This is the most common form of connectivity around today (2015). It is the replacement of the modem as a form of connecting to the Internet. The technical name for such a circuit is a Digital Subscriber Line (DSL) and a broadband circuit might often be described as an ADSL circuit.

The A stands for asymmetric which means that the upload and download capabilities of the service are not the same. This is why broadband circuits often have much higher download speeds (traffic towards the customer premises) than upload speeds (traffic away from the customer premises). Broadband services are contended which means that they are shared between a number of users/companies at the local Exchange. This often results in reduced performance at busy times on the Exchange as lots of users are trying to send and receive data at the same time. Broadband circuits use copper connectivity (telephone lines) to deliver the service. Broadband circuits can be combined (bonded) although the performance is not necessarily increased by a ‘full’ circuit each time another instance is added.

There are different levels of broadband available at various costs depending on the amount of bandwidth and the amount of contention. Interhost use ADSL as a backup service rather than a primary connectivity method.


Fibre-to-the-Cabinet (FTTC) involves running fibre optic cables from the telephone exchange or distribution point to the street cabinets which then connect to a standard phone line to provide broadband.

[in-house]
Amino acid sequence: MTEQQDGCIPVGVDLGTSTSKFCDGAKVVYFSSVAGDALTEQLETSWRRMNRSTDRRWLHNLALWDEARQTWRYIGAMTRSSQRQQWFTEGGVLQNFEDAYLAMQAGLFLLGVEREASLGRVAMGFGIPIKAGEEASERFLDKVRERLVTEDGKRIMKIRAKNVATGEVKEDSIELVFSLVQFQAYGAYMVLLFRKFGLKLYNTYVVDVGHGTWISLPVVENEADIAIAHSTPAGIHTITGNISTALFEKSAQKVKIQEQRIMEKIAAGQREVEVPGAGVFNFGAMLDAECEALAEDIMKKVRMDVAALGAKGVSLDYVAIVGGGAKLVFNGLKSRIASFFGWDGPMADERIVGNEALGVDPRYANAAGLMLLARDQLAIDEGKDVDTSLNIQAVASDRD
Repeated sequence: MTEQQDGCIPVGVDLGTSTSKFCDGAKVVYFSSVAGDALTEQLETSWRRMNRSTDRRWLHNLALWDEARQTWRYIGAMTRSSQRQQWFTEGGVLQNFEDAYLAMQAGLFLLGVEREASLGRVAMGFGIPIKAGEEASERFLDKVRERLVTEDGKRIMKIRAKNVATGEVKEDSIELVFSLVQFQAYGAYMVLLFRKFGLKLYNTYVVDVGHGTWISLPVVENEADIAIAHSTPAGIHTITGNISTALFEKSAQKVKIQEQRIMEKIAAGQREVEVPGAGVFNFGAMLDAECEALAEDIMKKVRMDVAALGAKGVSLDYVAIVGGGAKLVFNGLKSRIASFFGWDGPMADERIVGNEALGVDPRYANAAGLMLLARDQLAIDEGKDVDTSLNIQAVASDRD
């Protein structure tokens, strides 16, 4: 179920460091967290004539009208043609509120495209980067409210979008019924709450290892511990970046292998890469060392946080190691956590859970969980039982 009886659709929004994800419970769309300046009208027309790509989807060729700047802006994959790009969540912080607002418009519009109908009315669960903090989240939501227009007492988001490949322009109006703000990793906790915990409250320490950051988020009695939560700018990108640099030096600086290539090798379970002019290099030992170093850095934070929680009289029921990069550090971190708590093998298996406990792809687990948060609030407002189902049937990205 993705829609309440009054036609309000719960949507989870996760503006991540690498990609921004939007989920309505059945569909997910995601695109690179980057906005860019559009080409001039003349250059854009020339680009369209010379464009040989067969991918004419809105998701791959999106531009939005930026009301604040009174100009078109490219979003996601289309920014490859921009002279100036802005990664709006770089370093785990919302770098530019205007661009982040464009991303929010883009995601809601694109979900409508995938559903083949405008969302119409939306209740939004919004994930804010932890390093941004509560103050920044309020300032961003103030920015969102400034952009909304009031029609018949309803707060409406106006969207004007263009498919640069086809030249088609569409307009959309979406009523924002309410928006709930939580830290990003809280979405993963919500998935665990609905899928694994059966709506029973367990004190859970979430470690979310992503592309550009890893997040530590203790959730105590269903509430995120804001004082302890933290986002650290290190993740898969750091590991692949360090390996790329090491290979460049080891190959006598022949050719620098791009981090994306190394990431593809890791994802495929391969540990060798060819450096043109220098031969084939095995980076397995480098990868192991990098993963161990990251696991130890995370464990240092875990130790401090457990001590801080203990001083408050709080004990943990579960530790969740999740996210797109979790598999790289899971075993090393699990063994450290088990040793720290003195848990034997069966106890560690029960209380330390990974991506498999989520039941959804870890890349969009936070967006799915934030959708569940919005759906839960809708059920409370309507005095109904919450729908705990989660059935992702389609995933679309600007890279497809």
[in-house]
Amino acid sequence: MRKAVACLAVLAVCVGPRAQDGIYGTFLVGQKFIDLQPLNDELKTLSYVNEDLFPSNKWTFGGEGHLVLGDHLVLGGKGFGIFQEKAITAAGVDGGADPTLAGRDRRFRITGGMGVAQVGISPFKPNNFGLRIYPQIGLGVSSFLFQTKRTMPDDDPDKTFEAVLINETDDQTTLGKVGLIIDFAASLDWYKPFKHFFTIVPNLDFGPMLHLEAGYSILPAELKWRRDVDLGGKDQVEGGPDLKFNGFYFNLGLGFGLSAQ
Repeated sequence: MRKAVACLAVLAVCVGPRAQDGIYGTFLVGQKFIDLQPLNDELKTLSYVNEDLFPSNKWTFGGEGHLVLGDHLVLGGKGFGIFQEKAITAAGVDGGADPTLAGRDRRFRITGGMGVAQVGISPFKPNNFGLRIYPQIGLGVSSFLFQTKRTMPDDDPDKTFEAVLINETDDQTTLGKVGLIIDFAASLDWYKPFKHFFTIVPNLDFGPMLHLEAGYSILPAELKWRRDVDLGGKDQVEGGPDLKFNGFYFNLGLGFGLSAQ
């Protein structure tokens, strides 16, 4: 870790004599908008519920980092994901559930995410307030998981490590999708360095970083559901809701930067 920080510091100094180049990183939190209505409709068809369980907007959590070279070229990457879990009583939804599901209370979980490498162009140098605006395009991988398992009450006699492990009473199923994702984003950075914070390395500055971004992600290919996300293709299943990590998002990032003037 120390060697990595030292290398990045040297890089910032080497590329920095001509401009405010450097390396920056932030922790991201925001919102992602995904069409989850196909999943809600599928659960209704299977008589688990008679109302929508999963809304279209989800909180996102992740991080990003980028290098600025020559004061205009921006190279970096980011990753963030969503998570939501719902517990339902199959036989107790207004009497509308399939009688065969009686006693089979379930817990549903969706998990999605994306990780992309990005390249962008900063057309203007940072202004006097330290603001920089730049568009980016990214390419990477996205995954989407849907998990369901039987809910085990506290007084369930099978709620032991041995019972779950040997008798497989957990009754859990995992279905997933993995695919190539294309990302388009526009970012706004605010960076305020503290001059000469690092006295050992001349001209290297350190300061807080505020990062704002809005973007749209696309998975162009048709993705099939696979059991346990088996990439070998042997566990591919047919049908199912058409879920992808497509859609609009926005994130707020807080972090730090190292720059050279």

Fibre broadband is a new type of broadband that is currently being deployed in the UK which uses fibre optic cables to help increase the speed of your broadband connection. It is often referred to as 'super-fast broadband' or 'next-generation broadband' as it offers faster speeds than have been available to date using older generation networks.


Fibre leased lines are used by businesses to connect geographically distant offices. Unlike dial-up connections a leased line is always active. The fee for the connection is a fixed monthly rate. The primary factors affecting the monthly fee are distance between end points and the speed of the circuit. Because the connection is not shared with anyone else, and only carries communications between the offices, the carrier can ensure a level of quality and security across the circuit.

The ‘pipe’ that carries the data on the circuit is called the bearer. There are typically three fibre bearer speeds; 10Mbps, 100Mbps and 1000Mbps. The Committed information rate(CIR) can be varied for each bearer. For example 20/100Mbs, 30/100Mbs, 100/1000Mbs, 200/1000Mbs and so on. The bigger the bearer, the higher the speed that can be achieved.


This is a leased line service that runs over copper in a similar way to broadband but the contention is removed and the service is symmetric (upload and download are the same).

EFM stands for ‘Ethernet First Mile’ which is referring to the link between the customer premises and the Exchange. EFM circuits bond copper lines and as a result speeds from 2Mbs up to 30Mbs can be achieved depending on distance from the exchange. EFM is a cost effective way of delivering a lease line grade service where Fibre isn’t available.